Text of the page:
Seven Literary Antitheists: from Diderot to Beckett (Paperback)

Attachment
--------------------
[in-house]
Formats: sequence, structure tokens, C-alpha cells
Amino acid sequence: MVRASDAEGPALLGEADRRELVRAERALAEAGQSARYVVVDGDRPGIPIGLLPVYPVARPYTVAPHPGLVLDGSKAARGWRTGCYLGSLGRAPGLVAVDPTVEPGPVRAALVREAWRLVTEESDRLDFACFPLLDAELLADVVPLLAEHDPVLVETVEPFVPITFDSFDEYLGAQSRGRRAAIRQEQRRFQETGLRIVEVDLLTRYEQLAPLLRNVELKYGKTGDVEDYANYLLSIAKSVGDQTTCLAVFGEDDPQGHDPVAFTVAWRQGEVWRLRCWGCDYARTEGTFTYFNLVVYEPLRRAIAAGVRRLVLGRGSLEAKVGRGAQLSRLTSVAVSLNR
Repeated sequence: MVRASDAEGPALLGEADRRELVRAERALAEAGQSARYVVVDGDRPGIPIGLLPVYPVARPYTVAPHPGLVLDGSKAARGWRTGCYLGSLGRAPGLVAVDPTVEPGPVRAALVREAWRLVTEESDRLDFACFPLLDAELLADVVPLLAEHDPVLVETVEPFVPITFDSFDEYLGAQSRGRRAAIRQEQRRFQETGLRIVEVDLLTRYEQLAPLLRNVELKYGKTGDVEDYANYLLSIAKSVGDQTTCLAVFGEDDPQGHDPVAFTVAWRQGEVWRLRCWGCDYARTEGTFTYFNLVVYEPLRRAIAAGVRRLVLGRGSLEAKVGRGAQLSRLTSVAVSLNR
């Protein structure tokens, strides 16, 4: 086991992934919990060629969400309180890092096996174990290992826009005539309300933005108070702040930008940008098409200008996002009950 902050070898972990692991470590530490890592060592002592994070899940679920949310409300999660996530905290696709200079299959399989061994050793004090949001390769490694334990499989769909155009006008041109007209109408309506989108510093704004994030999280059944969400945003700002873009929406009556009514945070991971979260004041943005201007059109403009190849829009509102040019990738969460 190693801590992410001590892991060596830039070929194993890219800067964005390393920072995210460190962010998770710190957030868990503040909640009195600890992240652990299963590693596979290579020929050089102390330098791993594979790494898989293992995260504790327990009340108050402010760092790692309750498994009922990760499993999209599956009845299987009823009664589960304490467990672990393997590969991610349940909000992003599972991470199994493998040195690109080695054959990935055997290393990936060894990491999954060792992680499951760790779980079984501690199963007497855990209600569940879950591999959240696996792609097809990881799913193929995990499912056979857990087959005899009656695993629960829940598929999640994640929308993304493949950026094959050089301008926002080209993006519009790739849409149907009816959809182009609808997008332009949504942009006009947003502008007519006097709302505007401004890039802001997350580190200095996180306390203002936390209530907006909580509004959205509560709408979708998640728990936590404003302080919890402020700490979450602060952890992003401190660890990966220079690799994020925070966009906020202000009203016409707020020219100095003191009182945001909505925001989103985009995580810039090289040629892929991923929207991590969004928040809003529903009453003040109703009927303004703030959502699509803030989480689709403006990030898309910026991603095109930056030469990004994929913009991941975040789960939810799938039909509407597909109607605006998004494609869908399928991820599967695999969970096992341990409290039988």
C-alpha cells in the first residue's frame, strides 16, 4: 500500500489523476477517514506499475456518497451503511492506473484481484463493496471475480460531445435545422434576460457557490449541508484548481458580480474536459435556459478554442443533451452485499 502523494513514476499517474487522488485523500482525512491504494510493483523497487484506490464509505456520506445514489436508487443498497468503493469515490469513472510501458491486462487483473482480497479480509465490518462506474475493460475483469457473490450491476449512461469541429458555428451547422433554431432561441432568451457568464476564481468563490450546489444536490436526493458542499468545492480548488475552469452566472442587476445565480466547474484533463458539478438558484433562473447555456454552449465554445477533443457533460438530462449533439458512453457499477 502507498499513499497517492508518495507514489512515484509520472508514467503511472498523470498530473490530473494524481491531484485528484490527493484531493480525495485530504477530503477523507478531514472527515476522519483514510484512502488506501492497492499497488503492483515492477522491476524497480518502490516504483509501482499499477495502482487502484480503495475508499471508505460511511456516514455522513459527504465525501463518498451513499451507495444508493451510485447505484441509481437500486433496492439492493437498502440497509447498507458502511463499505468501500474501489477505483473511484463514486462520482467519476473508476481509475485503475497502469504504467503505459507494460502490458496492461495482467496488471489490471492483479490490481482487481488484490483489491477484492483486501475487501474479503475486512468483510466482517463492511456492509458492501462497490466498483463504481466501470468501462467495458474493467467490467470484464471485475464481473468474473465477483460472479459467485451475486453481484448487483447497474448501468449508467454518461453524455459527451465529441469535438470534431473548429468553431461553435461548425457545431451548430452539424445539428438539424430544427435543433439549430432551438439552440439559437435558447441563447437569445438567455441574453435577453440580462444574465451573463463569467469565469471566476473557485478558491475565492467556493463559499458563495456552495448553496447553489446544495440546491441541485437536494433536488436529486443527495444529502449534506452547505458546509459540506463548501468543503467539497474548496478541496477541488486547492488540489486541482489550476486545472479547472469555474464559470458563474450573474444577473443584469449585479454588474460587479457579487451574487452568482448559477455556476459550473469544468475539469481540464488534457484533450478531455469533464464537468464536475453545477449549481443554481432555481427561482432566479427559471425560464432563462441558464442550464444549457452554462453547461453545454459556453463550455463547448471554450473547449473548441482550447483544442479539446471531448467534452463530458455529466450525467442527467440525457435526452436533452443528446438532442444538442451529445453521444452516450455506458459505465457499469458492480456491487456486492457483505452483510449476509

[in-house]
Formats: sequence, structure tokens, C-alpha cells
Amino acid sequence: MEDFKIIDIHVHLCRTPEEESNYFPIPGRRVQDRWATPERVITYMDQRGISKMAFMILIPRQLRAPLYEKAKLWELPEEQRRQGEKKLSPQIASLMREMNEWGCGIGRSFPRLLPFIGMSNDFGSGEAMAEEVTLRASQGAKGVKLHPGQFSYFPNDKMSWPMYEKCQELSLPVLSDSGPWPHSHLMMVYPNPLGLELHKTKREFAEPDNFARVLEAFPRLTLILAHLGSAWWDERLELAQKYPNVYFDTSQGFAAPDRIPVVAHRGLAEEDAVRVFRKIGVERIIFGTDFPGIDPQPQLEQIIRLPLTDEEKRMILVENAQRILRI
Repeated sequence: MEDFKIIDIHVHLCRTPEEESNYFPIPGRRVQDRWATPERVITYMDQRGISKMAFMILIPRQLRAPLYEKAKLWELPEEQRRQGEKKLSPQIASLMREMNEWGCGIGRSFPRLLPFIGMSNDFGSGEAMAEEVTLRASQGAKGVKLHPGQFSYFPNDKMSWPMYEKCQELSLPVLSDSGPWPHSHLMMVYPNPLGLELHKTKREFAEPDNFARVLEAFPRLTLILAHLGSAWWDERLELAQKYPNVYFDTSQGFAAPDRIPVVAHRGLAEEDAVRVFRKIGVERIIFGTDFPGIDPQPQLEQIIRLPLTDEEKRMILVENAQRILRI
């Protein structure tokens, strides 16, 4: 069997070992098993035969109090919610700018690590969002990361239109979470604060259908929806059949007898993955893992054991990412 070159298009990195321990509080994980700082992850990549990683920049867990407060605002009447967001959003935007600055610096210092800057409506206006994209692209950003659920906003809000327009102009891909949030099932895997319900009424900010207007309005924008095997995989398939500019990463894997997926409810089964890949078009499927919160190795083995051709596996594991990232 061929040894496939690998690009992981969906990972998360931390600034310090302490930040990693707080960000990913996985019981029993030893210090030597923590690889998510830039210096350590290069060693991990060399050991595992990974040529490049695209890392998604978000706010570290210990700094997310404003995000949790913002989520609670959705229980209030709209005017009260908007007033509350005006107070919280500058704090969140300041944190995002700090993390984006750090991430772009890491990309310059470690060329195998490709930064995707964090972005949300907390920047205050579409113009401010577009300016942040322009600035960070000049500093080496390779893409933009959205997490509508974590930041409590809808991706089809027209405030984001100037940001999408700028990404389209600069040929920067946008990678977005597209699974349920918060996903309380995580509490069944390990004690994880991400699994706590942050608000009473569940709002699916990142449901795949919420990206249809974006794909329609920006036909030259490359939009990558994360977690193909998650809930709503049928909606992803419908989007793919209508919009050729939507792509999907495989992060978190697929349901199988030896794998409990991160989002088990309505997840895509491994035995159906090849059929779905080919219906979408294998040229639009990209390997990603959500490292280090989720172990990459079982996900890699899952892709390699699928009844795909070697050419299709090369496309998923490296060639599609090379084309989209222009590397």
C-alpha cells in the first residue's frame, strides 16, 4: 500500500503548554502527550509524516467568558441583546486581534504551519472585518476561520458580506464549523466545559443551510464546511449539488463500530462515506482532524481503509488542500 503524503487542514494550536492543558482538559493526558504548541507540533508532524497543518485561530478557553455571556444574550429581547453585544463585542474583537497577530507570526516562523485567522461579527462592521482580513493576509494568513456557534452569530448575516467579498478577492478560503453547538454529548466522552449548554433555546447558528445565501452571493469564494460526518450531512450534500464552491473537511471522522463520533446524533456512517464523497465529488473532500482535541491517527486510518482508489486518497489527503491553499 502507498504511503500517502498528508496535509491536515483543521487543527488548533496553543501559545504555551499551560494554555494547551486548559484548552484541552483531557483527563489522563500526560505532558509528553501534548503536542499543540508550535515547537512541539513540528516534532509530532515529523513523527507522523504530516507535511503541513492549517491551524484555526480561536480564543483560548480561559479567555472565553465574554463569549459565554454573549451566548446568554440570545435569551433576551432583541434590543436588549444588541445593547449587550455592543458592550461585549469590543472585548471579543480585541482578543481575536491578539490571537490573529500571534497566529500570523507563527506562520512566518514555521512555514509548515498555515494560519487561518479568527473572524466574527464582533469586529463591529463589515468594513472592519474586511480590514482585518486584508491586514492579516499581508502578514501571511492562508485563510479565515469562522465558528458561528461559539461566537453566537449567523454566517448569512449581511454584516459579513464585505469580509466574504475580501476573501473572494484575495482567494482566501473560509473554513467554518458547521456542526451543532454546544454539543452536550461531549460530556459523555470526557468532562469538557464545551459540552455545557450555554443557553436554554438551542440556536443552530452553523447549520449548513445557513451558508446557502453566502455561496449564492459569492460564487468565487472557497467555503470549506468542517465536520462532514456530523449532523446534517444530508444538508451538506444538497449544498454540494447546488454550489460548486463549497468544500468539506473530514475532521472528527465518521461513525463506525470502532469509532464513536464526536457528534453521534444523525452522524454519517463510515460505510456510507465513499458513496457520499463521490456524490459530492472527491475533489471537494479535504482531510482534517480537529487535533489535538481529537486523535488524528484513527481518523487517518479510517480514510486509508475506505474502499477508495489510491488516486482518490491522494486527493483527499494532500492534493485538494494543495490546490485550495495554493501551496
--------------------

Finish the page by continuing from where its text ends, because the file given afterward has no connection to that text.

David Gordon reminds us that, while the word God is no longer meaningful from a scientific point of view, it continues to denote a resonant myth in our imaginative lives. He directs our attention to those gifted writers (here called "literary antitheists") who combat the presence of this myth in their own minds by finding artistic means to dramatize the resultant conflict. Seven such writers, spanning a 200 year period, are closely studied, their shifting orientation to the God question constituting a progressive narration. Diderot, before the French Revolution, wrestles speculatively with the difficulty of reconciling the godless materialist philosophy he embraced with man's undeniable moral concerns. In the 19th century the matter becomes more urgent. Buechner imagines a connection between human helplessness in the face of history and divine impotence, and Mark Twain satirically links God and man by way of their common cruelty and stupidity. Nietzsche boldly explores the moral difficulties and opportunities of living in a metaphysically formless world, while Hardy broods poetically over the lack of fitness between man and a quasi-anthropomorphic cosmic will. For Stevens in the 20th century God is assumed to be absent, but the need to believe persists, and his work asks how the making of poetry can answer that need. Rounding out the narrative, Beckett understands the nihilism that had alarmed and excited Nietzsche as simply defining the human condition. The lingering old myth is a subject for mockery and can offer us no comfort at all. His response is to invent remarkable ways by which nothingness itself becomes fertile ground for imaginative effort.